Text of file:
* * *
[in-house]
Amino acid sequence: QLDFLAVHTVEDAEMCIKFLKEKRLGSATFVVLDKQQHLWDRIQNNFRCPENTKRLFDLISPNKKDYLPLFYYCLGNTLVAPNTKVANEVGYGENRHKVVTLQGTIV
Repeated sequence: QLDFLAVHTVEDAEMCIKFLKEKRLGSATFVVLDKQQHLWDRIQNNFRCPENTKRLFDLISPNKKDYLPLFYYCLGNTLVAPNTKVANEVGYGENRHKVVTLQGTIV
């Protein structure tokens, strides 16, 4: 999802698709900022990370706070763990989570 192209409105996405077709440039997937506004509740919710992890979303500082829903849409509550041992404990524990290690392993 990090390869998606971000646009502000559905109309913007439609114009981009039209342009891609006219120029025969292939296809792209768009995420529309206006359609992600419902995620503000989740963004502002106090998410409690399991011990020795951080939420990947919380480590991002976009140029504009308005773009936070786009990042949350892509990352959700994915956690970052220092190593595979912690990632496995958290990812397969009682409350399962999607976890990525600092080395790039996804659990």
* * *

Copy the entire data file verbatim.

[in-house]
Amino acid sequence: QLDFLAVHTVEDAEMCIKFLKEKRLGSATFVVLDKQQHLWDRIQNNFRCPENTKRLFDLISPNKKDYLPLFYYCLGNTLVAPNTKVANEVGYGENRHKVVTLQGTIV
Repeated sequence: QLDFLAVHTVEDAEMCIKFLKEKRLGSATFVVLDKQQHLWDRIQNNFRCPENTKRLFDLISPNKKDYLPLFYYCLGNTLVAPNTKVANEVGYGENRHKVVTLQGTIV
């Protein structure tokens, strides 16, 4: 999802698709900022990370706070763990989570 192209409105996405077709440039997937506004509740919710992890979303500082829903849409509550041992404990524990290690392993 990090390869998606971000646009502000559905109309913007439609114009981009039209342009891609006219120029025969292939296809792209768009995420529309206006359609992600419902995620503000989740963004502002106090998410409690399991011990020795951080939420990947919380480590991002976009140029504009308005773009936070786009990042949350892509990352959700994915956690970052220092190593595979912690990632496995958290990812397969009682409350399962999607976890990525600092080395790039996804659990």